5 turnaround plays in private equity
After underperforming since 2008, these stocks can finally get a boost.
By George Putnam, The Turnaround Letter
One group that has proved most disappointing to IPO investors in recent years is the private-equity sector. Private companies have garnered big profits, only to largely fizzle after going public.
Results have generally been lackluster since 2008. Nevertheless, these companies tend to be run by smart people, and we expect private-equity firms to begin taking steps to boost their stock prices. Here are five potential turnarounds.
Apollo Global Management (APO) began operations in 1990 when several executives of the collapsed Drexel Burnham turned their attention to buying distressed companies.
While distressed debt remains a core activity, Apollo today covers many aspects of private equity. Like others, Apollo is looking at distressed opportunities in Europe, but deals have been slow to develop.
As with many companies we review here, Apollo's dividend will vary. While the base rate is $0.07 quarterly, management will disburse all free cash flow not required for operating expenses. The shares, trading below their IPO price from March 2011, appear attractive for long-term investors.
Blackstone Group (BX) has operations that span private equity, real estate, hedge funds, and credit products and advisory services.
Though operating results have struggled because of challenges with existing investments and tight lending conditions, the company has grown assets under management to more than $190 billion. Blackstone is also raising money to take advantage of expected opportunities in Europe.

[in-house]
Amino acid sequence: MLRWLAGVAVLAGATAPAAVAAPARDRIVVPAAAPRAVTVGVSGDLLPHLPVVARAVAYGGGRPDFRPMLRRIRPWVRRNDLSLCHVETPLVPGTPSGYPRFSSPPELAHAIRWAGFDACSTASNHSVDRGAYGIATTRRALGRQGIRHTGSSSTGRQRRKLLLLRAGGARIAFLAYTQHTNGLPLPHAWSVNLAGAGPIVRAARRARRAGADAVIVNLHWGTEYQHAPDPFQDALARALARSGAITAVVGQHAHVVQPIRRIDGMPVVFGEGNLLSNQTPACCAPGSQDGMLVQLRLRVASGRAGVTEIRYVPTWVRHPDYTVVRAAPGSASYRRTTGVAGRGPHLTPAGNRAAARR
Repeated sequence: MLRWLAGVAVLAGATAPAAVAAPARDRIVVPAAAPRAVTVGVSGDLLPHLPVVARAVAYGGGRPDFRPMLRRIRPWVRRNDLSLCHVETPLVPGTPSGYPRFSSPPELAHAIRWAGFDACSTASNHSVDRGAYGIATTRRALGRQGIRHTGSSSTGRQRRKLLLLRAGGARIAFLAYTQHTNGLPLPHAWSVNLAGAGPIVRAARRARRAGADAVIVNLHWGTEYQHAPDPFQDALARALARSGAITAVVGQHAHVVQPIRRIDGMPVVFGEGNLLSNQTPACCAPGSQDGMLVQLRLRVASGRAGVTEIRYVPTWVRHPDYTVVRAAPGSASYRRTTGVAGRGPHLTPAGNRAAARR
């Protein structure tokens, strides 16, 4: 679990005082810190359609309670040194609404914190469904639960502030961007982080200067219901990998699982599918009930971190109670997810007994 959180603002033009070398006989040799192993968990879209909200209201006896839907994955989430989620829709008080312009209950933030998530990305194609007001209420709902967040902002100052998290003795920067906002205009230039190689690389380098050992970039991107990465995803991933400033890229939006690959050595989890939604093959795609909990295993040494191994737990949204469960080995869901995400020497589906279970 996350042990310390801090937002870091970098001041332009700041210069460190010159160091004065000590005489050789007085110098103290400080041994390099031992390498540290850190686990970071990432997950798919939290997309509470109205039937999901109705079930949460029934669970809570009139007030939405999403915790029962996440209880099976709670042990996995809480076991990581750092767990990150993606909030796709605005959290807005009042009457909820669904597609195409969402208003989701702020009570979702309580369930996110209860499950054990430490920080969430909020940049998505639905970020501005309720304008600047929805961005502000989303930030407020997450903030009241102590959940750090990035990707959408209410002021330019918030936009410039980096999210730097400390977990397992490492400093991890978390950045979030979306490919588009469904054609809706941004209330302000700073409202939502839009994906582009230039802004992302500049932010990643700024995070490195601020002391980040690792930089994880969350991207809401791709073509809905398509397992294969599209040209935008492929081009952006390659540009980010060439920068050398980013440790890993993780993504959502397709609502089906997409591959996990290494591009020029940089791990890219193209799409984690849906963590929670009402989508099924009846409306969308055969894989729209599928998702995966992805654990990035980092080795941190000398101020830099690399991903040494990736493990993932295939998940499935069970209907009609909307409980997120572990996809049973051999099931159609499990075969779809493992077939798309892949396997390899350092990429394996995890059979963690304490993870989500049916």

More patience may be required before the company really begins to capitalize on its portfolio holdings, but in the meantime the firm is well financed and pays an attractive core dividend.
Fortress Investment Group (FIG) was the first private-equity group to tap the public markets in early 2007, just in time to see its stock crushed by the recession. But operations have improved steadily since.
Key markets include senior living, financial services, transportation and infrastructure. The dividend was reinstated at the end of 2011. One sign of Fortress' improving outlook is its recent agreement to sell its RailAmerica unit for $1.39 billion.
Icahn Enterprises L.P. (IEP) is run by Carl Icahn, a well-known stockholder activist. The company has interests in automotive, gaming, rail car, food packaging, metals, real estate and home fashions.
The company is structured as a master limited partnership, so earnings are passed through to shareholders.
The stock took a hit in 2008, and after a modest rebound it has stagnated for about three years. As a result, its valuation looks attractive.
Kohlberg Kravis Roberts & Co. (KKR) is one of the best-known private-equity firms, having been immortalized in the 1990 book (and subsequent HBO movie) "Barbarians at the Gate," which chronicled the firm's battle to take over RJR Nabisco.
The firm went public in 2010, and the stock has been fairly volatile since then. Senior management is made up of some of the most experienced executives in the sector, and it is backed up by plenty of hungry younger managers.
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